Shiney bits look good, that didn't take long  :thumbsup
I used to have long hair, took acid and went to hip joints. Now I long for hair, take antacid and need a new hip joint

ghulst

Wow, that's a load of progress! Well done getting this back towards being roadworthy. I feel very much inadequate now, as the KTM has only been sitting. ;)
BMW R 1200 GS 2010 - KTM 640 Adventure S - Ex Triumph Tiger 900 T400 1993, Tiger 800XC 2011

Lee337

This week, physical progress in the garage has been a little slow, something I can't say about the postman. There's been a few deliveries to the shed of Triumph.

I've not been completely inactive though, I successfully fitted that little knob thing that sits on the side of the instrument pod, you know the one that resets the trip counter. It was missing when I bought Daysie and knowing how super reliable old Triumph fuel senders are, thought it essential to have a working trip counter.

In addition to all the bits I bought last month, I've just bought some Dzus fasteners for the fairing, the ones on Daysie's fairings were somewhat corroded, a big bag of copper washers so I can refit the oil cooler and sump plug and a cam cover gasket, complete with those little rubber seals for the cam cover bolts.

Sometimes, I love the taxman without whom the savings pot would have been raided last month (and having worked for them & met my current partner there, I have to admit to loving the odd Taxwoman too  :icon_redface: )

Anyway, I digress. Not only did I successfully fit the Trip counter reset knob, I also replaced the air filter. The old one was not the worst I've seen but I didn't see the point in replacing oil & fuel filters, plugs, fuel lines and vac lines and not replacing the air filter as well. Admittedly it was an easy & quick job as the airbox was sitting on a shelf, not in the bike,but as a well known UK supermarket says, 'Every little helps'.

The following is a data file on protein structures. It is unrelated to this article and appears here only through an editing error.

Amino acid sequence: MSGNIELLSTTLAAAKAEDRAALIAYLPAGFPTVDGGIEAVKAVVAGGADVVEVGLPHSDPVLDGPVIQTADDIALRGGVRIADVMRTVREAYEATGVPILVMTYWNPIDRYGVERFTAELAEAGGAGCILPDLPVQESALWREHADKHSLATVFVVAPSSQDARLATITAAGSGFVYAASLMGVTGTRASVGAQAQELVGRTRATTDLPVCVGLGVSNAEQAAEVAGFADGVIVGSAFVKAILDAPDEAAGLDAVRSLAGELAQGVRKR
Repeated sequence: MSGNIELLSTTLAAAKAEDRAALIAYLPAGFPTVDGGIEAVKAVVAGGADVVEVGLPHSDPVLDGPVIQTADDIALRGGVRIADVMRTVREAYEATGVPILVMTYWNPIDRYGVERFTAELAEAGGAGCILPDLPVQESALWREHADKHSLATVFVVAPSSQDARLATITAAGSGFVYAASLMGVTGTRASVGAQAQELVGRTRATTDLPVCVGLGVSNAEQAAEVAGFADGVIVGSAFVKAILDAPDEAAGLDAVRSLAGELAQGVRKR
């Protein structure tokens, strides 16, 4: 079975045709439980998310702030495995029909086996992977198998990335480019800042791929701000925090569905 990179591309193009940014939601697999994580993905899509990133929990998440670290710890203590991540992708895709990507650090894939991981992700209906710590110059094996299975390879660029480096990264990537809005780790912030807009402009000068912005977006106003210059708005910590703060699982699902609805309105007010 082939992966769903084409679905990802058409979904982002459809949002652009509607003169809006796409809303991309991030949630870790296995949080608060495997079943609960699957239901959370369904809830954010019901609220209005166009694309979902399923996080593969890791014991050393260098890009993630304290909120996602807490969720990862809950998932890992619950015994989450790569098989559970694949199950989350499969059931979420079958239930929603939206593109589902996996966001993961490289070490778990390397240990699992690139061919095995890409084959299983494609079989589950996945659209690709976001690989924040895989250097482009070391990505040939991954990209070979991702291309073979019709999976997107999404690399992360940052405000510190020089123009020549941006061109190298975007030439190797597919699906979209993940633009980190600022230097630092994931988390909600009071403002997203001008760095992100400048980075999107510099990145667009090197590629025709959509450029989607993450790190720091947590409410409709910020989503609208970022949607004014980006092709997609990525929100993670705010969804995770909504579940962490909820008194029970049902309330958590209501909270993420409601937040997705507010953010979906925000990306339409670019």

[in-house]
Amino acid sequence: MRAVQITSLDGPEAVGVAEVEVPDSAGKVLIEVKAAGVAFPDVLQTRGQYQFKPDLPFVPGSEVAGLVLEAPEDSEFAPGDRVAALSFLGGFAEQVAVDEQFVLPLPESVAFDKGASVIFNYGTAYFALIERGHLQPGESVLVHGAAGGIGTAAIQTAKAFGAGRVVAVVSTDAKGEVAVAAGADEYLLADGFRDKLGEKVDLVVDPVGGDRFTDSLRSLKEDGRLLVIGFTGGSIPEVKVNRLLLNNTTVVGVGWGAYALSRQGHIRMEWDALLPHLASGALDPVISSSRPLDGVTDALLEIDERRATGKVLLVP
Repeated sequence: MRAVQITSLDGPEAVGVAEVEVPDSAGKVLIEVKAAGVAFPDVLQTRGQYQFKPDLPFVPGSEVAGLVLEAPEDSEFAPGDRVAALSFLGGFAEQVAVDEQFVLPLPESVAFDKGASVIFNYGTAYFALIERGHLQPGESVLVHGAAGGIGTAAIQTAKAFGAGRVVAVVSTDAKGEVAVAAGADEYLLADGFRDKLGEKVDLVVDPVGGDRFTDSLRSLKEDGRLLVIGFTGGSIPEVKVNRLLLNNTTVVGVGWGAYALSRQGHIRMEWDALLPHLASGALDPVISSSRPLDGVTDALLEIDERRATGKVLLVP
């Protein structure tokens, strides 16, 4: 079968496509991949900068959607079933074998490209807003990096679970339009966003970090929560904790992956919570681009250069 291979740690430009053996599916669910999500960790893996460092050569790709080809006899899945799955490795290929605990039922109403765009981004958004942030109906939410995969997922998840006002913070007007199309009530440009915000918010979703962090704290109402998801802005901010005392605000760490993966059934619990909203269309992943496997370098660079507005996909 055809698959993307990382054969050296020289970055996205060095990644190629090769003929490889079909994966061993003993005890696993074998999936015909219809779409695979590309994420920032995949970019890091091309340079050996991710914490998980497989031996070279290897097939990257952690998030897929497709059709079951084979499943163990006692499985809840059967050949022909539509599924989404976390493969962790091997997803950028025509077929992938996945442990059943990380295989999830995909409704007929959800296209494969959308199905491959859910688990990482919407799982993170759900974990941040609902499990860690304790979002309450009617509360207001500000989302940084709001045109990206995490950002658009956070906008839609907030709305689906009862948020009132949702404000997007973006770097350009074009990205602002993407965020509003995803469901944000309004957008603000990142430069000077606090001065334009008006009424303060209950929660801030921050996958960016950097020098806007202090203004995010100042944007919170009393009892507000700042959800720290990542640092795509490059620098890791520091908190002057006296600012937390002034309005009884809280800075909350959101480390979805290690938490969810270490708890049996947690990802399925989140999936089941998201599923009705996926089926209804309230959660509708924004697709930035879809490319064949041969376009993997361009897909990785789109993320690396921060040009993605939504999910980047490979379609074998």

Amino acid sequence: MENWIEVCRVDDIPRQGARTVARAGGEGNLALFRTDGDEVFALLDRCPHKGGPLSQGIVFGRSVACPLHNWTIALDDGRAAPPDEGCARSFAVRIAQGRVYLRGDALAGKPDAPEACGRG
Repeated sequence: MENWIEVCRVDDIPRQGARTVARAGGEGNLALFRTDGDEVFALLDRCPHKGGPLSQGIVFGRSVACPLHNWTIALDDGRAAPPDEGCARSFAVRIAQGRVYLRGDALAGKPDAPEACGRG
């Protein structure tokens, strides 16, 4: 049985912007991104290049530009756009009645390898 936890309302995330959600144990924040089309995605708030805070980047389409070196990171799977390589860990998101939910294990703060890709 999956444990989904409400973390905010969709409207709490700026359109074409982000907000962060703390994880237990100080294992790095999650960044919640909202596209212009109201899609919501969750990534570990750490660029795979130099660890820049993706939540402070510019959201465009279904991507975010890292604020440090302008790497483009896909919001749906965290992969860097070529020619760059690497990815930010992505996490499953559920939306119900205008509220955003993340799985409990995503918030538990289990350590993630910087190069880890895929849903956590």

I know there's still a long way to go but an unexpected health issue means I have to slow down for a little while. I'll keep things ticking over in the garage but probably not do as much as I'd like this month.

Nothing serious but enough to have to pay a visit to the local hospital for a day later this month to make sure it doesn't get serious.  :icon_eek:
No matter how smart you are you can never convince someone stupid that they are stupid.

Lee337

Been plugging away at little jobs this week. A few more deliveries from Mr Postie has seen a box of Dzus fasteners for the fairings, not that I'm anywhere near that stage, but at least I have them sitting on a shelf ready. The Cam cover gasket also arrived this week as did a big bag of copper washers for the oil lines & sump plug. I'm still awaiting some silicone vacuum hose to replace the 'way past it' IACV hoses.
As mentioned last week, I've been taking things relatively easy with just a little bit more cleaning (why is it that every time I look I find something else to clean), I've reassembled the dash pod, re-attaching all those little brackets & rubber gromets and fitted the instrument pod to it, so that's all now back on the shelf & ready to fit back to the bike when I get that far.

I've stripped out all of the remaining coolant hoses and with my new silicone ones on the shelf waiting to go, along with the replacement radiator, all that remains is to flush out all the coolant galleries. A job for next week maybe.

I've also replaced the spark plugs and checked the valves. The Exhaust valves should have been in the range 0.15 - 0.20mm and all but one was pretty much bang on 0.15mm, the one that wasn't was a little over but nowhere near 0.20mm.

The inlet valves were a similar story. The range is 0.10 – 0.15mm and again all but one was 0.10mm. the odd one was again a little more than 0.10mm but less than 0.15mm. I consider that a result as I didn't need to change anything, so just cleaned up the mating faces between the head and cam cover, a little high temp silicone sealer, new gasket & bolt seals and all is back together again. While I was at it, I also dug out a can of electrical contact cleaner & cleaned up all the plugs going to the coils and a few other connectors I could easily see.